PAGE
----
G. Willow Wilson
Resources & Discussion
Kamala Khan Comic and Lesson
Now You Try
Show story with an arc. You might consult the following resources:
From Wiki: Consider the following:
- What different kind of powers do superheroes have?
- Why do they fight?
- How do they secure their secret identity?
- Where do they usually seek shelter?
- How do we get to know what happened to them?
- When did most of their ‘exciting’ lives usually begin?
- What are core values of you and hero? See list https://jamesclear.com/core-values.
You will need:
- Extraordinary powers
- A distinctive costume
- A strong moral code
- A headquarters or base of operations
Student Model "A"
By Charles Superphage
Tired of explaining the intricacies of cell biology to his bored high school students, a teacher responds to an off-topic question about his superhero preferences. He describes a ‘superphage’. This concept/character necessitates a description of viruses and more specifically a type known as a bacteriophage. Lacking the ability to reproduce on their own, these viruses invade bacteria to use the bacterial cellular equipment to multiply. The bacterium is killed in the process. Since each bacteriophage type only invades a particular bacterial species, they might be used to combat certain bacterial infections, thus avoiding the shotgun attack taken by current antibiotics that kill good bacteria along with the bad. The teacher thus sneaks in a lecture on how bacteriophages function and speculates about this ‘superphage,’ a virus that has been altered by the gene-splicing technique called CRISPR. ‘Superphage’ has been tailored to attack specific cancerous cells, avoiding the wider destructive influence of traditional chemotherapy. His descriptions accurately cover real biology, where research is poised at the brink of exciting discovery.
Student Model "B"
Frederick Griffith: Almost Superscientist
Frederick Griffith (1877–1941) was a British bacteriologist whose focus was the epidemiology and pathology of bacterial pneumonia. In January 1928 he reported what is now known as Griffith’s Experiment, the first widely accepted demonstrations of bacterial transformation, whereby a bacterium distinctly changes its form and function.He showed that Streptococcus pneumoniae, implicated in many cases of lobar pneumonia, could transform from one strain into a different strain. The observation was attributed to an unidentified transforming principle or transforming factor. This was later identified as DNA. America’s leading pneumococcal researcher, Oswald T. Avery, speculated that Griffith had failed to apply adequate controls.A cautious and thorough researcher, and a reticent individual, Griffith’s tendency was to publish only findings that he believed truly significant, and Griffith’s findings were rapidly confirmed by researchers in Avery’s laboratory. His discovery was one of the first to show the central role of DNA in heredity.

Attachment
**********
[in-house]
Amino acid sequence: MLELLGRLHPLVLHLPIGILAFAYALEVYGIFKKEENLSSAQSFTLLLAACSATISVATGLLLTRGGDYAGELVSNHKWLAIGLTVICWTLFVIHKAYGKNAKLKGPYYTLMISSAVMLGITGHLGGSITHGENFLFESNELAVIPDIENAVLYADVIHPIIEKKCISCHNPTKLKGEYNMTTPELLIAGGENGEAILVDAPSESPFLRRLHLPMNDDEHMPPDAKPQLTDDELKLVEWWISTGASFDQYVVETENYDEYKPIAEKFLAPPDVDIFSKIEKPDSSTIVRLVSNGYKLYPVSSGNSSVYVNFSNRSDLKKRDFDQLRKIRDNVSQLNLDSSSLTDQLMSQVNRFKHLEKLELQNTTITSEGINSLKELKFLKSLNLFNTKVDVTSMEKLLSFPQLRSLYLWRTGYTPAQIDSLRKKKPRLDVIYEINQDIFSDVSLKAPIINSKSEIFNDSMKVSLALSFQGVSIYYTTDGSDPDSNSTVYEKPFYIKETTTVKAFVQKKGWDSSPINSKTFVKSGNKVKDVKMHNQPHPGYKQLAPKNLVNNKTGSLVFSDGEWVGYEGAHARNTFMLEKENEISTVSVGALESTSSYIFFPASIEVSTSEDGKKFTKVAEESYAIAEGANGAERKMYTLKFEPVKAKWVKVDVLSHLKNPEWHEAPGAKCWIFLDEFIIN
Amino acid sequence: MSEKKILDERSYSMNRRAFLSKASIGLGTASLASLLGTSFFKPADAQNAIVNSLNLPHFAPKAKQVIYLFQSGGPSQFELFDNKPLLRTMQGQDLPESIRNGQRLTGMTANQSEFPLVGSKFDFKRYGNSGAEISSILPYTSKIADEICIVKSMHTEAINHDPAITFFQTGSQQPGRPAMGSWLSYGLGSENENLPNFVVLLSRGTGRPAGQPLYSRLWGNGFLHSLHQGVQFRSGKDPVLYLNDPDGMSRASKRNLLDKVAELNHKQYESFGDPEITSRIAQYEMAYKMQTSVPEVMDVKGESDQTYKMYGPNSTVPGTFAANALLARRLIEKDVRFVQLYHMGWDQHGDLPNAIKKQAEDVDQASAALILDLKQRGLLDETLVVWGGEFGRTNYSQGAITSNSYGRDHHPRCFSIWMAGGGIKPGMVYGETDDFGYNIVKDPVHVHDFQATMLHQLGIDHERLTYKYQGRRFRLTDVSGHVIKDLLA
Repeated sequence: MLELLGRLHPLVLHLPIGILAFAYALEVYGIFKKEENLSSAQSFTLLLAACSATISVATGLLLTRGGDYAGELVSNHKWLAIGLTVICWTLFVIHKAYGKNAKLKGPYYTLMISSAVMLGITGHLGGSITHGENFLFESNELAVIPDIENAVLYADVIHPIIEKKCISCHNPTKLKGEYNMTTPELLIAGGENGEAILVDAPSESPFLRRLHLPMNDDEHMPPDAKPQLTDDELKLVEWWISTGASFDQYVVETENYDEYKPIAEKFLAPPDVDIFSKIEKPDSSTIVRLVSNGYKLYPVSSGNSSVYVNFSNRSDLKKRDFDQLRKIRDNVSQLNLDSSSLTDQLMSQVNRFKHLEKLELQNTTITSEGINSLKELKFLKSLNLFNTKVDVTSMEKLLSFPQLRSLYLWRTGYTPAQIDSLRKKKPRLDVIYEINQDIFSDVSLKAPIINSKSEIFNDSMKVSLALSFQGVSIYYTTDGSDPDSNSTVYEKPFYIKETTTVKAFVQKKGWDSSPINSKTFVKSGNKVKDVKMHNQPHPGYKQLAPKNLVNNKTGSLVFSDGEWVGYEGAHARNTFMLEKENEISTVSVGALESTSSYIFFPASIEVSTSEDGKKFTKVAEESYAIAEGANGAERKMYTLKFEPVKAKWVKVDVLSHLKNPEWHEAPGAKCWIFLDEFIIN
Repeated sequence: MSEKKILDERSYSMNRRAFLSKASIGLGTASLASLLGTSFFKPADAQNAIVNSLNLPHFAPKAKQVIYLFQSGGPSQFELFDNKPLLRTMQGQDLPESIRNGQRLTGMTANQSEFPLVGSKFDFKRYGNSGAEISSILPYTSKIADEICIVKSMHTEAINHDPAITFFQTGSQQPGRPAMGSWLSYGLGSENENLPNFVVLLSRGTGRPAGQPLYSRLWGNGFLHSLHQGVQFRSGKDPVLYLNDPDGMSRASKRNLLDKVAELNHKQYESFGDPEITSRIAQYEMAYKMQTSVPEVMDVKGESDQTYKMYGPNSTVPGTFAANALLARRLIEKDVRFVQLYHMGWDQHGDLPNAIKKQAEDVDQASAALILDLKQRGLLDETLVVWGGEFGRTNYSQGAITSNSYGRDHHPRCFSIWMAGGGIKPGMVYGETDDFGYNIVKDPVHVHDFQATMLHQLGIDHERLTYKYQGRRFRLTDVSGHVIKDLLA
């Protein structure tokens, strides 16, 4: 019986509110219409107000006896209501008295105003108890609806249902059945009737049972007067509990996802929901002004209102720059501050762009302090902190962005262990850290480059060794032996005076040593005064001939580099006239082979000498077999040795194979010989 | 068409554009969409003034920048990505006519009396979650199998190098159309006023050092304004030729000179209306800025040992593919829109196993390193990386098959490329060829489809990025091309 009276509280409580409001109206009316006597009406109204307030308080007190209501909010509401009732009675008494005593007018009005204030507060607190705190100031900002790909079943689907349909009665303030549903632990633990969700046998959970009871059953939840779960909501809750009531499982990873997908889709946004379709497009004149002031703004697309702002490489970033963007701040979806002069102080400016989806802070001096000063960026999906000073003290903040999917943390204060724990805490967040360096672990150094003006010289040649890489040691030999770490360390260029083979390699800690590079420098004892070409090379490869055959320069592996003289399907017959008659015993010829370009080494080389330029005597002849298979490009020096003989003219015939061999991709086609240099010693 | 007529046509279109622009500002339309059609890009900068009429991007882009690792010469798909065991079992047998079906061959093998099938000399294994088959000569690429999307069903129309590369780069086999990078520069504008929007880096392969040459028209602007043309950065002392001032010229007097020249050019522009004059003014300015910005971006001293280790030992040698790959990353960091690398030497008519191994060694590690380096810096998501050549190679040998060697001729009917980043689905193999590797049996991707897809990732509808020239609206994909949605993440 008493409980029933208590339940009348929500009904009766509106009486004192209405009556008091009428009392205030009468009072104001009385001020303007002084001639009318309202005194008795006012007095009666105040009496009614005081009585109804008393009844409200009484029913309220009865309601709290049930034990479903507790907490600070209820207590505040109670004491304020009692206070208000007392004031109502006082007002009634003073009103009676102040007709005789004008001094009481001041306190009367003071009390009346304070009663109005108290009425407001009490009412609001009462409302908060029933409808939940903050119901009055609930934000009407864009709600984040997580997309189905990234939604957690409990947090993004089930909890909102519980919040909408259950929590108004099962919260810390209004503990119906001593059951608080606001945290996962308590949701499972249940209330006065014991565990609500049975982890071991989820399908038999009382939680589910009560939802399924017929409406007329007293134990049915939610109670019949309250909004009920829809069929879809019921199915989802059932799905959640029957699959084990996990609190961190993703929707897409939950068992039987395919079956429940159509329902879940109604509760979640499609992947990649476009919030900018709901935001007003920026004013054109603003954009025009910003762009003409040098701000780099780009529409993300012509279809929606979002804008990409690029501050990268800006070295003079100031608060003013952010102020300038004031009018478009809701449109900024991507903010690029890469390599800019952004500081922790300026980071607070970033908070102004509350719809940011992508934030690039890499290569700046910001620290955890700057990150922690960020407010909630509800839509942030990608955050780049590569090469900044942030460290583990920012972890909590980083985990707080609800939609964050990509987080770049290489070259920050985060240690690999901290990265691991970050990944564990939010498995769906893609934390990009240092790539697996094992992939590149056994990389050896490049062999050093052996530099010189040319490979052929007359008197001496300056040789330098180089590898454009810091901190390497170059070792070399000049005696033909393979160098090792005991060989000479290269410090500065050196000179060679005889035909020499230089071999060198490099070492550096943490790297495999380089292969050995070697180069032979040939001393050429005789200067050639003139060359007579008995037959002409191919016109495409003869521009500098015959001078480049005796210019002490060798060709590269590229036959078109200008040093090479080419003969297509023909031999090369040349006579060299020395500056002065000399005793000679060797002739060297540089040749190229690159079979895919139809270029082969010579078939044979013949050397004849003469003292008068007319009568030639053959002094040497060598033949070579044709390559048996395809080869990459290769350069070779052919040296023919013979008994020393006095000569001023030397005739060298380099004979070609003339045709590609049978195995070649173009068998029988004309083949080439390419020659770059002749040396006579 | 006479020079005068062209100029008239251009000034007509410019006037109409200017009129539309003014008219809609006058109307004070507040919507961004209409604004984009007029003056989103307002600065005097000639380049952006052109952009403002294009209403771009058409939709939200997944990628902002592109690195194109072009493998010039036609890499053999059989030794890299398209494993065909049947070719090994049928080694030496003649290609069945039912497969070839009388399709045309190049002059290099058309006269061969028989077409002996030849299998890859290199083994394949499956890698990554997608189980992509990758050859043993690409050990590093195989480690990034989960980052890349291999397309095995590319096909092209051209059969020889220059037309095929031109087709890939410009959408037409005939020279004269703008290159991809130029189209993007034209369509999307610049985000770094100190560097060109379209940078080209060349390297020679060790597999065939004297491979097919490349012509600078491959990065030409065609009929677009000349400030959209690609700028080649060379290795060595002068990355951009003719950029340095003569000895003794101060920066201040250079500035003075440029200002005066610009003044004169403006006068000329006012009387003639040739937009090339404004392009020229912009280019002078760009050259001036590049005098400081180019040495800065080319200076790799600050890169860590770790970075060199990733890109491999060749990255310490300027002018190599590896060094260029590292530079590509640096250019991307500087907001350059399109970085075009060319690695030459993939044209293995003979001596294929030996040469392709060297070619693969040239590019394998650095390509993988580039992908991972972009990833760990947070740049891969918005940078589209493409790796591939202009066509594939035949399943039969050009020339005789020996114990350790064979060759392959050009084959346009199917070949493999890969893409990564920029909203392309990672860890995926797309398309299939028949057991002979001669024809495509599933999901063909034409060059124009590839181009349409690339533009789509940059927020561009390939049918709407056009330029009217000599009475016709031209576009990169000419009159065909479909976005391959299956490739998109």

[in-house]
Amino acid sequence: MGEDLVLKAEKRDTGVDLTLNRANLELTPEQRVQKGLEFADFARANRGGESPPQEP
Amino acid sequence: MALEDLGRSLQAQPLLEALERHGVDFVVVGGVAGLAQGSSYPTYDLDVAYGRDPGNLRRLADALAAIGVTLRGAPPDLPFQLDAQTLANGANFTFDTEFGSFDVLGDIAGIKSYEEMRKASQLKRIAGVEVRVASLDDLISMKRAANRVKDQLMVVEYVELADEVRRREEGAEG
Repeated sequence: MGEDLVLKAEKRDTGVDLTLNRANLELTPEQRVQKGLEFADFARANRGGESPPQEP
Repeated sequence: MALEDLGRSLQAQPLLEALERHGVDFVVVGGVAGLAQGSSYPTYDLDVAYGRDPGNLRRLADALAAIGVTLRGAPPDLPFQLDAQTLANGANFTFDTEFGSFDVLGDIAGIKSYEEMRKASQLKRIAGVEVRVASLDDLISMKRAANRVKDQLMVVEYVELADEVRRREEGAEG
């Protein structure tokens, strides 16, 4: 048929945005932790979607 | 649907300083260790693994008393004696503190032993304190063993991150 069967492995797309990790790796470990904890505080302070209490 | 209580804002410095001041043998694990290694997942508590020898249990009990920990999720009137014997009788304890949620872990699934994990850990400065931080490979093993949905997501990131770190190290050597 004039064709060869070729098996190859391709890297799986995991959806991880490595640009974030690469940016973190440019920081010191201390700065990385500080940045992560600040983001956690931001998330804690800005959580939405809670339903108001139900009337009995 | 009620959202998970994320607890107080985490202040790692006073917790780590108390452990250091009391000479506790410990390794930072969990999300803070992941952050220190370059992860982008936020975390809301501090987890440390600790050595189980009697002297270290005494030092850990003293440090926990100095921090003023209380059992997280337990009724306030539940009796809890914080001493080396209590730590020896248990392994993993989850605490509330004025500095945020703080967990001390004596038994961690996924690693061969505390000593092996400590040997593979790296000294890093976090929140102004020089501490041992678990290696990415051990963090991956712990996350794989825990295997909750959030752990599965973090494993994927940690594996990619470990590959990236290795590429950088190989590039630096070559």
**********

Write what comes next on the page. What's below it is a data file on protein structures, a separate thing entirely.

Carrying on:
Oswald Theodore Avery Jr. (October 21, 1877 – February 20, 1955) was a Canadian-American physician and medical researcher. The major part of his career was spent at the Rockefeller Hospital in New York City. Avery was one of the first molecular biologists and a pioneer in immunochemistry, but he is best known for the experiment (published in 1944 with his co-workers Colin MacLeod and Maclyn McCarty) that isolated DNA as the material of which genes and chromosomes are made.The Nobel laureate Arne Tiselius said that Avery was the most deserving scientist not to receive the Nobel Prize for his work, though he was nominated for the award throughout the 1930s, 1940s, and 1950s.The lunar crater Avery was named in his honor.